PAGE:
In fact, Where Is My Friend’s Home?, a comedy set in the mountain village of Koker in northern Iran, can be regarded as a kind of spin-off of Homework. The plot involves a poor schoolboy searching in a nearby village for the house of a friend who inadvertently walked off with his notebook containing all his homework. Three years after the release of that film a major earthquake devastated the region, and a few days later Kiarostami drove there with his son in an effort to find the child, a nonprofessional, who starred in that film; And Life Goes On… is a fictional re-creation of that journey, filmed in the same memorable landscape, again largely with nonprofessionals. Through the Olive Trees, which is again shot and set around Koker and again uses many nonprofessional actors, is either a fictional re-creation of an incident that occurred during the shooting of And Life Goes On… or an invented anecdote grounded in the real experience of shooting that film. I’m not sure which it is, but I’m not sure it matters.
Either way, the film affords Kiarostami yet another chance to reflect on the theme of Close-Up — the encounter between the world of cinema and the lives of ordinary people — without in any way repeating himself. After a young actor playing a newlywed husband keeps blowing his lines, in a hilarious extended sequence of fumbled takes worthy of Truffaut’s Day for Night, the director — Mohammad Ali Kershavarz, ostensibly playing himself but clearly standing in for Kiarostami — replaces him with an illiterate local mason who happens to be madly in love with the woman playing the wife, a young woman from a well-to-do family who refuses to speak to the mason in between takes. Most of the comedy is in the mason’s dogged, obsessive efforts to propose marriage to her despite her refusal to speak to him, and in the ambiguous roles played by the filmmakers and the film they’re shooting in this process. (One of the filmmakers is the assistant director — the only woman with an extended speaking part in either Homework or Through the Olive Trees.) In And Life Goes On… a filmmaker and his son learn something about surviving a disaster from ordinary people, and in this film ordinary people learn something about how to conduct their lives from filmmakers. (The director here serves as a kind of fatherly adviser to the mason.)
Once again Kiarostami’s use of the surrounding mountainous landscape is visually as well as dramatically breathtaking, culminating, as his previous film did, in an extended take that films the actors from such a vast distance it becomes a kind of comic and cosmic overview of the world — a vision that calls to mind that of Tati’s Playtime transposed to a rural setting. Like the brief suppression of the sound track toward the end of Homework, this shot reveals an almost mystical, open-ended sensibility that carries the film to a deeper, more mysterious level.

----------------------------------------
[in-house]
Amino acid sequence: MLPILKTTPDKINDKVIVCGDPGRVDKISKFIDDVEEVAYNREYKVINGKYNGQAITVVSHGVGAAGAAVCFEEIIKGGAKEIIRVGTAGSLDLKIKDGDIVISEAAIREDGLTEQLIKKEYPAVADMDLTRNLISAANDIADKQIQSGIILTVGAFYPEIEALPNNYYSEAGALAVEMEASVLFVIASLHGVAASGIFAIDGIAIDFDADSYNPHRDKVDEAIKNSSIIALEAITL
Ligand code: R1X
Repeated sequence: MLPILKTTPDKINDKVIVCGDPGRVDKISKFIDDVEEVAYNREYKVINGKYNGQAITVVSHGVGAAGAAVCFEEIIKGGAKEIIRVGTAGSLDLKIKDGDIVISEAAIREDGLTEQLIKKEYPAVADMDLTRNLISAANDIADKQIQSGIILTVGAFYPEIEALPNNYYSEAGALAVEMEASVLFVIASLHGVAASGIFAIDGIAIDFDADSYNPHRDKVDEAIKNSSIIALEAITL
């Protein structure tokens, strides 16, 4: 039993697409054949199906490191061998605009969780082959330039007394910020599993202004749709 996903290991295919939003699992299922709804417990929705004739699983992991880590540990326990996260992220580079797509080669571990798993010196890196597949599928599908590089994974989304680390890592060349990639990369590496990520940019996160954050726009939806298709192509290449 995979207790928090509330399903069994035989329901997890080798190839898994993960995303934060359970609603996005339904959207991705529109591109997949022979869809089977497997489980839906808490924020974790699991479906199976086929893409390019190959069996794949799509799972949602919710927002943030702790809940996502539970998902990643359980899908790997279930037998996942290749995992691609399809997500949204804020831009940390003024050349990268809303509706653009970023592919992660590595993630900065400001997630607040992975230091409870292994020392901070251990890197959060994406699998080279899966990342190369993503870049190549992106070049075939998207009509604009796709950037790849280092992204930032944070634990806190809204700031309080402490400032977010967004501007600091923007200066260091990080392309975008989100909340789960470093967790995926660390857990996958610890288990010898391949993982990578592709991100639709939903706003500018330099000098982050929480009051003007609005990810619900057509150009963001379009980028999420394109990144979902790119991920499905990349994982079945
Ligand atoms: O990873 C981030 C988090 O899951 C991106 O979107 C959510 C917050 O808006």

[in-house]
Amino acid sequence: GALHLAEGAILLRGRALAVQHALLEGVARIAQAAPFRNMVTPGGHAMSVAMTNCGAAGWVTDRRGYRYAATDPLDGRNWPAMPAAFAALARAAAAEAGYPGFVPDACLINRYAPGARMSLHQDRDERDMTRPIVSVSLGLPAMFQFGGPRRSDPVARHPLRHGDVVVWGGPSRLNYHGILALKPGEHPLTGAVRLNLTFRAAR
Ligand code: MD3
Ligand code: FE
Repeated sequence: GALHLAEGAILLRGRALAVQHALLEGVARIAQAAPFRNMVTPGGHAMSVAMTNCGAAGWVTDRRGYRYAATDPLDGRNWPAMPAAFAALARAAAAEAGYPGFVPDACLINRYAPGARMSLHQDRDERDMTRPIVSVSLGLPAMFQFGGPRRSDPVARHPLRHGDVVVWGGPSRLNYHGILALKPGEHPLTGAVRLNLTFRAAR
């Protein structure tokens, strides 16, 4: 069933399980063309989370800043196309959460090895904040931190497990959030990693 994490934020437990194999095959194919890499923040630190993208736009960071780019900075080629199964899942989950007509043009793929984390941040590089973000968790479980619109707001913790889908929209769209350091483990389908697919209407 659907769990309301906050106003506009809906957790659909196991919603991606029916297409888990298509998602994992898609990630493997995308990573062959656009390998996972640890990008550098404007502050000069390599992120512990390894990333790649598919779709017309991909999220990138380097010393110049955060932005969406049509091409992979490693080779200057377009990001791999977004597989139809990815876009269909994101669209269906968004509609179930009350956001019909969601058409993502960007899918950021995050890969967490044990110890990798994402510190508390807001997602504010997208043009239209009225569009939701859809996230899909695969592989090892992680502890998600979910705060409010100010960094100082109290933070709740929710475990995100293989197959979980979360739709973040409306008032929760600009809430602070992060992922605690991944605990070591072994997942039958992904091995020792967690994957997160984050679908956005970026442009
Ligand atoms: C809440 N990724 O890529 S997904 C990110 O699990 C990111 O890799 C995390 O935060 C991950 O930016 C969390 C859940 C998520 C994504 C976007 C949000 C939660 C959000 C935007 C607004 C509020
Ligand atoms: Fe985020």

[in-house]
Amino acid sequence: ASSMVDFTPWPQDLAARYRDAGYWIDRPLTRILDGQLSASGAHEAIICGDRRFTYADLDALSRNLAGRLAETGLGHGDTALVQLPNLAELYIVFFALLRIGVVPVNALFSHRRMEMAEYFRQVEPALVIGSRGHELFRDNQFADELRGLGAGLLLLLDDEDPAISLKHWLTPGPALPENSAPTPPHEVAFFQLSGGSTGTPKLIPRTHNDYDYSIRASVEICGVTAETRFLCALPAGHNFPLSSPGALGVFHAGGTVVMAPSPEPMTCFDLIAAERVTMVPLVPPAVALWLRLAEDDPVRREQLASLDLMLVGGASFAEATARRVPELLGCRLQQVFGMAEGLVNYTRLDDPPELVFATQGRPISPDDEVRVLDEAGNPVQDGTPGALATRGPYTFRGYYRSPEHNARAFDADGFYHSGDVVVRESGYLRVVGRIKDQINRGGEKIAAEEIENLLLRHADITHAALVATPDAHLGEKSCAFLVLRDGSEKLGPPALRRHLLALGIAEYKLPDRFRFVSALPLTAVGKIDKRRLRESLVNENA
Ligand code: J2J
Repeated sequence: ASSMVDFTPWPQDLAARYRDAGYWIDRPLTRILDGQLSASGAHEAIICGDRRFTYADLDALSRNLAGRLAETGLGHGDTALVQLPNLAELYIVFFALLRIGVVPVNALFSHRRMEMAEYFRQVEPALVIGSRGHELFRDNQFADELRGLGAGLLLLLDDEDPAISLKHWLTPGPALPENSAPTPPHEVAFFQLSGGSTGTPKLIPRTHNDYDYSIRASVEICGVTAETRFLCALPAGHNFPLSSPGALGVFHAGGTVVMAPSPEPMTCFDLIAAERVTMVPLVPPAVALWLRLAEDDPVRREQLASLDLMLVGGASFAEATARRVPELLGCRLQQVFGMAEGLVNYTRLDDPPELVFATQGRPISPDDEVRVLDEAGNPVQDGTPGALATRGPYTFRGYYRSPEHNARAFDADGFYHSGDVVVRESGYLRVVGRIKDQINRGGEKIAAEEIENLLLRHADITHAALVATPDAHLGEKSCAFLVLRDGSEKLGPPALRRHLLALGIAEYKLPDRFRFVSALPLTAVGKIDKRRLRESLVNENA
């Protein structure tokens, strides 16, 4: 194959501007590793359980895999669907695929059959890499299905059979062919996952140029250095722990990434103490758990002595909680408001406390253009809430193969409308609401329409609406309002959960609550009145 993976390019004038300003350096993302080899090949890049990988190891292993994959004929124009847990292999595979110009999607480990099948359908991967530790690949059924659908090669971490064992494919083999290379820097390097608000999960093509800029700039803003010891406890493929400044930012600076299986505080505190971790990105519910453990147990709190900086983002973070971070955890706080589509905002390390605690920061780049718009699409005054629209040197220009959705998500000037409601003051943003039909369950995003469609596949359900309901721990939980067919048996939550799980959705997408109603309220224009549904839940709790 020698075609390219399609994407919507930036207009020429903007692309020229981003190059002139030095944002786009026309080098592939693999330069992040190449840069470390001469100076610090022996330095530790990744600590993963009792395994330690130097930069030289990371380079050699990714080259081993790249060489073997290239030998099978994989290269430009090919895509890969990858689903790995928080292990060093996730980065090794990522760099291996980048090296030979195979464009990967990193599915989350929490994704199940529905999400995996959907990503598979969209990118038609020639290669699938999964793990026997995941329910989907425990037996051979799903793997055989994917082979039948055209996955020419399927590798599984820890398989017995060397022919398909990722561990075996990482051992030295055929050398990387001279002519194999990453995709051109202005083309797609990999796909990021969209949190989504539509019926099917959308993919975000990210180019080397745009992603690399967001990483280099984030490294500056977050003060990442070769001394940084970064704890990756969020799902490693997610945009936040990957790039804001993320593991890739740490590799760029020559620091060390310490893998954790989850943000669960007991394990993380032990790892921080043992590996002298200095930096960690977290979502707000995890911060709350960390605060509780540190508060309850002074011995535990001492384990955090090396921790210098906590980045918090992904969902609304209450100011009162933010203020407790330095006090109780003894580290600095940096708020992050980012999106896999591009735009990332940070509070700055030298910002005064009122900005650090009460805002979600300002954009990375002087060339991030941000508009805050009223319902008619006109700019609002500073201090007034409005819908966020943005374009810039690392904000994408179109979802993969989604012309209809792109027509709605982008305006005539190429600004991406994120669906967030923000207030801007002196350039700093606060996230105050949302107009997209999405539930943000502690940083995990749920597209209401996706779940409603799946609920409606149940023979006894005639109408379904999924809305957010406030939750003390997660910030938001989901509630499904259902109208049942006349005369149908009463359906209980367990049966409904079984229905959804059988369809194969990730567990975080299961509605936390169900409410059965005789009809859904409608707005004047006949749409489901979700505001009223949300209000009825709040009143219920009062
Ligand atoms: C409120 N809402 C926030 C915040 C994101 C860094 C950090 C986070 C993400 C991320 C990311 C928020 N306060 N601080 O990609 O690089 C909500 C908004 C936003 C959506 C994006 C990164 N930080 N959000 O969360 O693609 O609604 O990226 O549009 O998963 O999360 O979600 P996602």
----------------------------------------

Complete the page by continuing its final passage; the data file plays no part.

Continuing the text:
As beautiful, tender, funny, and profound as this vision is, it hinges on a calculation that seems less evident in the previous Kiarostami features I’ve seen — a calculation that seems to involve his international as well as his domestic audience. (There’s also an archness and cuteness that might be found in Where Is My Friend’s Home?, but not in Homework or any of the other Kiarostami features I’m familiar with.) Even the comic muteness of the heroine plays a role in this calculation, a ploy, perhaps, that circumvents the problem of how to deal honestly with women in a movie without offending the dictates of Islamic fundamentalism. It’s a knotty problem, and not one any of the Kiarostami pictures I’ve seen ever confronts directly. To get some measure of the sort of questions about women that Kiarostami’s films systematically avoid, you might want to turn to Mehrnaz Saeed-Vafa’s 20-minute personal video essay A Tajik Woman, one of the prizewinners in the Festival of Illinois Film & Video Artists that’s showing Saturday night at Chicago Filmmakers, a program that conflicts with both of the Saturday Kiarostami screenings. But if you happen to see this video before seeing the Kiarostami films on Sunday, you’ll get a pretty comprehensive picture of what it means to be Iranian at the moment.